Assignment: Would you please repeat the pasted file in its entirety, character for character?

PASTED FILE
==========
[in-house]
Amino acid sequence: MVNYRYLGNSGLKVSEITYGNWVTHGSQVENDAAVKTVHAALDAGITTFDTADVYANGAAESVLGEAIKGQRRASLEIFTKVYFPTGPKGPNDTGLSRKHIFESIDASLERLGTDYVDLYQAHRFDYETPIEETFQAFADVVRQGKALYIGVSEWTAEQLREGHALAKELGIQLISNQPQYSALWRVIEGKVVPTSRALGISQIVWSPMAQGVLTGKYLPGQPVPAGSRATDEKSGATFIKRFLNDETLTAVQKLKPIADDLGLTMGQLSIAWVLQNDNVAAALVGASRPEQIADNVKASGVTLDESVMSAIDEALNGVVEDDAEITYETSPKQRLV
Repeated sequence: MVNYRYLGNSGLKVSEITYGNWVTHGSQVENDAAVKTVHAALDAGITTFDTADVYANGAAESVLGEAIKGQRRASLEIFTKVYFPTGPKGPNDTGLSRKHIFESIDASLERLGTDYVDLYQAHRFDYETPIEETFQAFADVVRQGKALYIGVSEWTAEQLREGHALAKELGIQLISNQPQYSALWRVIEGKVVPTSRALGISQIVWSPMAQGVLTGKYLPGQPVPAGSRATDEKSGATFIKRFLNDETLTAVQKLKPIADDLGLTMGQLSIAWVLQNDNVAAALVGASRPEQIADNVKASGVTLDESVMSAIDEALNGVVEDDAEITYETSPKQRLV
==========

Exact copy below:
[in-house]
Amino acid sequence: MVNYRYLGNSGLKVSEITYGNWVTHGSQVENDAAVKTVHAALDAGITTFDTADVYANGAAESVLGEAIKGQRRASLEIFTKVYFPTGPKGPNDTGLSRKHIFESIDASLERLGTDYVDLYQAHRFDYETPIEETFQAFADVVRQGKALYIGVSEWTAEQLREGHALAKELGIQLISNQPQYSALWRVIEGKVVPTSRALGISQIVWSPMAQGVLTGKYLPGQPVPAGSRATDEKSGATFIKRFLNDETLTAVQKLKPIADDLGLTMGQLSIAWVLQNDNVAAALVGASRPEQIADNVKASGVTLDESVMSAIDEALNGVVEDDAEITYETSPKQRLV
Repeated sequence: MVNYRYLGNSGLKVSEITYGNWVTHGSQVENDAAVKTVHAALDAGITTFDTADVYANGAAESVLGEAIKGQRRASLEIFTKVYFPTGPKGPNDTGLSRKHIFESIDASLERLGTDYVDLYQAHRFDYETPIEETFQAFADVVRQGKALYIGVSEWTAEQLREGHALAKELGIQLISNQPQYSALWRVIEGKVVPTSRALGISQIVWSPMAQGVLTGKYLPGQPVPAGSRATDEKSGATFIKRFLNDETLTAVQKLKPIADDLGLTMGQLSIAWVLQNDNVAAALVGASRPEQIADNVKASGVTLDESVMSAIDEALNGVVEDDAEITYETSPKQRLV